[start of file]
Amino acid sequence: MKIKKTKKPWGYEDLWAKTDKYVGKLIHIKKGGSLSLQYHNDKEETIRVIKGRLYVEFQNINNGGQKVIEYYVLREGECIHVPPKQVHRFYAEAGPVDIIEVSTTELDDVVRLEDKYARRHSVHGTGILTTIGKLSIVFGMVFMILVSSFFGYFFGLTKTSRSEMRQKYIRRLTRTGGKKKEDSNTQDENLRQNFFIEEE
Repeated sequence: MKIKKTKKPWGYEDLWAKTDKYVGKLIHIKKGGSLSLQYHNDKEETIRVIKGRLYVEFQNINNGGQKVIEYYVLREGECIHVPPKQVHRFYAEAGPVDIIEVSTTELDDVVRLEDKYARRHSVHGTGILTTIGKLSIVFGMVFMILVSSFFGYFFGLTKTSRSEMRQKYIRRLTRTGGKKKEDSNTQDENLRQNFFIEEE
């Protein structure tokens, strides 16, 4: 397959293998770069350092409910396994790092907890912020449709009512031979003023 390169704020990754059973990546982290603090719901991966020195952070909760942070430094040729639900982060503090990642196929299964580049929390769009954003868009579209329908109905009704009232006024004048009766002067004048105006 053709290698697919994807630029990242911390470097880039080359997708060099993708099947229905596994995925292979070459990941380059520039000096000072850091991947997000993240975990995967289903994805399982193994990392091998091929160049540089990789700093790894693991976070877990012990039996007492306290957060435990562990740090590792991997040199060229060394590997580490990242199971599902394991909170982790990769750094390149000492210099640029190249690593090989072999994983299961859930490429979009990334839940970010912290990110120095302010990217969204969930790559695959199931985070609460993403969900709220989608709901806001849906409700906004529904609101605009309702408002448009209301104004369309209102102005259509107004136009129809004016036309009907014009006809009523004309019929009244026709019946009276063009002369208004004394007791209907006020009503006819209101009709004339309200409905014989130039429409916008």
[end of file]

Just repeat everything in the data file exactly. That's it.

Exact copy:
Amino acid sequence: MKIKKTKKPWGYEDLWAKTDKYVGKLIHIKKGGSLSLQYHNDKEETIRVIKGRLYVEFQNINNGGQKVIEYYVLREGECIHVPPKQVHRFYAEAGPVDIIEVSTTELDDVVRLEDKYARRHSVHGTGILTTIGKLSIVFGMVFMILVSSFFGYFFGLTKTSRSEMRQKYIRRLTRTGGKKKEDSNTQDENLRQNFFIEEE
Repeated sequence: MKIKKTKKPWGYEDLWAKTDKYVGKLIHIKKGGSLSLQYHNDKEETIRVIKGRLYVEFQNINNGGQKVIEYYVLREGECIHVPPKQVHRFYAEAGPVDIIEVSTTELDDVVRLEDKYARRHSVHGTGILTTIGKLSIVFGMVFMILVSSFFGYFFGLTKTSRSEMRQKYIRRLTRTGGKKKEDSNTQDENLRQNFFIEEE
């Protein structure tokens, strides 16, 4: 397959293998770069350092409910396994790092907890912020449709009512031979003023 390169704020990754059973990546982290603090719901991966020195952070909760942070430094040729639900982060503090990642196929299964580049929390769009954003868009579209329908109905009704009232006024004048009766002067004048105006 053709290698697919994807630029990242911390470097880039080359997708060099993708099947229905596994995925292979070459990941380059520039000096000072850091991947997000993240975990995967289903994805399982193994990392091998091929160049540089990789700093790894693991976070877990012990039996007492306290957060435990562990740090590792991997040199060229060394590997580490990242199971599902394991909170982790990769750094390149000492210099640029190249690593090989072999994983299961859930490429979009990334839940970010912290990110120095302010990217969204969930790559695959199931985070609460993403969900709220989608709901806001849906409700906004529904609101605009309702408002448009209301104004369309209102102005259509107004136009129809004016036309009907014009006809009523004309019929009244026709019946009276063009002369208004004394007791209907006020009503006819209101009709004339309200409905014989130039429409916008």